I have a lawn tractor with hydrostatic drive, if that counts
The number one reason that comes to mind is efficiency. Somehow, you have to spin a hydraulic pump, and the hydraulic fluid, in turn, spins turbines resulting in mechanical energy that can go to a gearbox of directly to the wheels. That is, in effect, a multi-stage system. Every time you convert energy from one form to another, you are losing some of it to friction, inefficiencies of the process, etc. No machine is 100% efficient. Even a 90% efficient electric motor, for example, spinning a hydraulic pump that is only 90% efficient, that is pushing it's energy to a 90% efficient turbine/hydraulic powered gearbox...90% of 90% of 90% is about 73% or so...each step in the energy chain lessens what you can get out of a system.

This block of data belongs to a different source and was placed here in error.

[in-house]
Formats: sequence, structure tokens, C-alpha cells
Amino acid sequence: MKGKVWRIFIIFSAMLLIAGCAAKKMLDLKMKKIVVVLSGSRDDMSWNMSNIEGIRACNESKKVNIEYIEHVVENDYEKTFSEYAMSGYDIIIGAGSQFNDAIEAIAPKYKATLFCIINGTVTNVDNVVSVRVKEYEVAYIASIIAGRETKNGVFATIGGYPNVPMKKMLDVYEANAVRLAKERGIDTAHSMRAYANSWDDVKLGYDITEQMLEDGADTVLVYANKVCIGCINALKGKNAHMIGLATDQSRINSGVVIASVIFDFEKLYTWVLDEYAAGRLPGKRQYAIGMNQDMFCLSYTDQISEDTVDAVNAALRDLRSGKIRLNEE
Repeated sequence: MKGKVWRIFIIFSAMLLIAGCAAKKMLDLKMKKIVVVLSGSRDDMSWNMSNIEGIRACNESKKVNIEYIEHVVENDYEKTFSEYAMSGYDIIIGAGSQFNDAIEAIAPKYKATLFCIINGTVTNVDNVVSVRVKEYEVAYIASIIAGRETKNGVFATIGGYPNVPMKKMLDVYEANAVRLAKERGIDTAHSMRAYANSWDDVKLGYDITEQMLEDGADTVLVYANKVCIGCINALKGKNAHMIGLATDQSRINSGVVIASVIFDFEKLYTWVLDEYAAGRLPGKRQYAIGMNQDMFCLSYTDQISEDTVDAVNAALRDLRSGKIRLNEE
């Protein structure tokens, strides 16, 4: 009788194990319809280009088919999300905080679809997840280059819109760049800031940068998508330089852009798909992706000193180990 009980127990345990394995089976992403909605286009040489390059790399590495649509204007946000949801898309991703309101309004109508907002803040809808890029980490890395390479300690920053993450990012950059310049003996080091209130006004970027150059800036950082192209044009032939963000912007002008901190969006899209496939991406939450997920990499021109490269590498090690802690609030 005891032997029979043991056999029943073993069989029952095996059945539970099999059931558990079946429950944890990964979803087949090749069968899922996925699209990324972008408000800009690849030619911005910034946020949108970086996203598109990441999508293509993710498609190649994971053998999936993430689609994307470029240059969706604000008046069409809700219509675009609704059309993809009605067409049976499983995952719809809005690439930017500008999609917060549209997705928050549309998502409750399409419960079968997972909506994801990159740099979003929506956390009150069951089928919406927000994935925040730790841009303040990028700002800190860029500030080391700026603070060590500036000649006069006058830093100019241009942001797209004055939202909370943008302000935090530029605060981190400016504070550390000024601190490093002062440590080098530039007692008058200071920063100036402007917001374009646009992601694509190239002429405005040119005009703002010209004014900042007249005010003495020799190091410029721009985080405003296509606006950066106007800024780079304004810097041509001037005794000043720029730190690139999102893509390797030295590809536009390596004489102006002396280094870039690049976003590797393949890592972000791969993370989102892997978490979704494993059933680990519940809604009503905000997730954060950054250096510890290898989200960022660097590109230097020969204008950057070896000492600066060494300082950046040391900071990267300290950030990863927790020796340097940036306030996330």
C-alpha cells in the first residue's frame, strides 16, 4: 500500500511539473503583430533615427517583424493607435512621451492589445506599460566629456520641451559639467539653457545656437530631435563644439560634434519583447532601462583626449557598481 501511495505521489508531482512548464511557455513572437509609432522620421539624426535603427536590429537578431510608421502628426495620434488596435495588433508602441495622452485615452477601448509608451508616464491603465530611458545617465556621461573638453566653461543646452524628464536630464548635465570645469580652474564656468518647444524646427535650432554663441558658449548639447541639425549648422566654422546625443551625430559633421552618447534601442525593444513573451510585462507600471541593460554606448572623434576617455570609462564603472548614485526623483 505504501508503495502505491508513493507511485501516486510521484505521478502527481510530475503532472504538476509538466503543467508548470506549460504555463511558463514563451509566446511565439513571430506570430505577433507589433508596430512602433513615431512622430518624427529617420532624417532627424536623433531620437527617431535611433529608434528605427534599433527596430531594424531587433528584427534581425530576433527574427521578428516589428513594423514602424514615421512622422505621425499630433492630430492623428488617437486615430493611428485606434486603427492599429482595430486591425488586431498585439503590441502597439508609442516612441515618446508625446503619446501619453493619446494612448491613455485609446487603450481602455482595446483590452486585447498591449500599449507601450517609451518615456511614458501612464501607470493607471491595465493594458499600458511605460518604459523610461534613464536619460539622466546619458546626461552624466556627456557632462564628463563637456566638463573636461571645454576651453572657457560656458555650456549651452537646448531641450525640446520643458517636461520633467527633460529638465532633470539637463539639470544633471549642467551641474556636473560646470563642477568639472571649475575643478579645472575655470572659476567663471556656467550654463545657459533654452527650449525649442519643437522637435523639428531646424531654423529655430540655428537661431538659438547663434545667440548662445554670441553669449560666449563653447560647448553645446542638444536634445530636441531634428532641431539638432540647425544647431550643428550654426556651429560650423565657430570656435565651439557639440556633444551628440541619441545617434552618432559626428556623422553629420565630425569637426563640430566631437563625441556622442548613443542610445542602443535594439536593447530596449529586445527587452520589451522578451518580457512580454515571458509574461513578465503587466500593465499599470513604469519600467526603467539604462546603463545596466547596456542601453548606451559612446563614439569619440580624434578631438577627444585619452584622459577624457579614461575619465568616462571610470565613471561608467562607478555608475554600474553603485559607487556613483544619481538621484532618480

As far as dynamic range goes, there are a few problems, the viscosity of hydraulic fluid being a big one. Offhand, I seem to recall that very thick fluids aren't well suited to high pressure situations, and there are issues (lubrication?) with thin fluids, as well. Dynamic range implies the pressure being variable from relatively low to relatively high. However it's achieved, it will create a lot of heat in the fluid, inevitably, and whatever is creating that pressure won't exactly be sittin' cool, either. That heat is lost energy.
The advantage of hydraulics is you can use a relatively small, underpowered engine, and by mating it to the right pump, line size, and rams (or turbine and gerabox), you can push a major sized hydraulic ram, or produce a ton of torque...with nil horsepower and/or dynamic range.
Engineering types, please feel free to correct me as needed.